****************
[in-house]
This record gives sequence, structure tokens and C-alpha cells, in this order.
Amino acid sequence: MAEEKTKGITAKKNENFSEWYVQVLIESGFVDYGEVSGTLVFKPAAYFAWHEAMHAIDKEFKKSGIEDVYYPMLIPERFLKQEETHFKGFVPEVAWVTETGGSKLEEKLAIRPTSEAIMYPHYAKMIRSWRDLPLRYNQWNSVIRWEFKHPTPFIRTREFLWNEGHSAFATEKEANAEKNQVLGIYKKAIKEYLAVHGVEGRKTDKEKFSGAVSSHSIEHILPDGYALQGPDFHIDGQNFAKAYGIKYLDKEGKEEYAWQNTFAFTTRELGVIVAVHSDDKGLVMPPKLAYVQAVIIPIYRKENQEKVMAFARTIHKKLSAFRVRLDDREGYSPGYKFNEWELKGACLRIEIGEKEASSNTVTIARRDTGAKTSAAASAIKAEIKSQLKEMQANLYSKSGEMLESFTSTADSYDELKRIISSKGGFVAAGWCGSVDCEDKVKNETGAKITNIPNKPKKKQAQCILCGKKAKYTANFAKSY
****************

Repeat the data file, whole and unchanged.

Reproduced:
[in-house]
This record gives sequence, structure tokens and C-alpha cells, in this order.
Amino acid sequence: MAEEKTKGITAKKNENFSEWYVQVLIESGFVDYGEVSGTLVFKPAAYFAWHEAMHAIDKEFKKSGIEDVYYPMLIPERFLKQEETHFKGFVPEVAWVTETGGSKLEEKLAIRPTSEAIMYPHYAKMIRSWRDLPLRYNQWNSVIRWEFKHPTPFIRTREFLWNEGHSAFATEKEANAEKNQVLGIYKKAIKEYLAVHGVEGRKTDKEKFSGAVSSHSIEHILPDGYALQGPDFHIDGQNFAKAYGIKYLDKEGKEEYAWQNTFAFTTRELGVIVAVHSDDKGLVMPPKLAYVQAVIIPIYRKENQEKVMAFARTIHKKLSAFRVRLDDREGYSPGYKFNEWELKGACLRIEIGEKEASSNTVTIARRDTGAKTSAAASAIKAEIKSQLKEMQANLYSKSGEMLESFTSTADSYDELKRIISSKGGFVAAGWCGSVDCEDKVKNETGAKITNIPNKPKKKQAQCILCGKKAKYTANFAKSY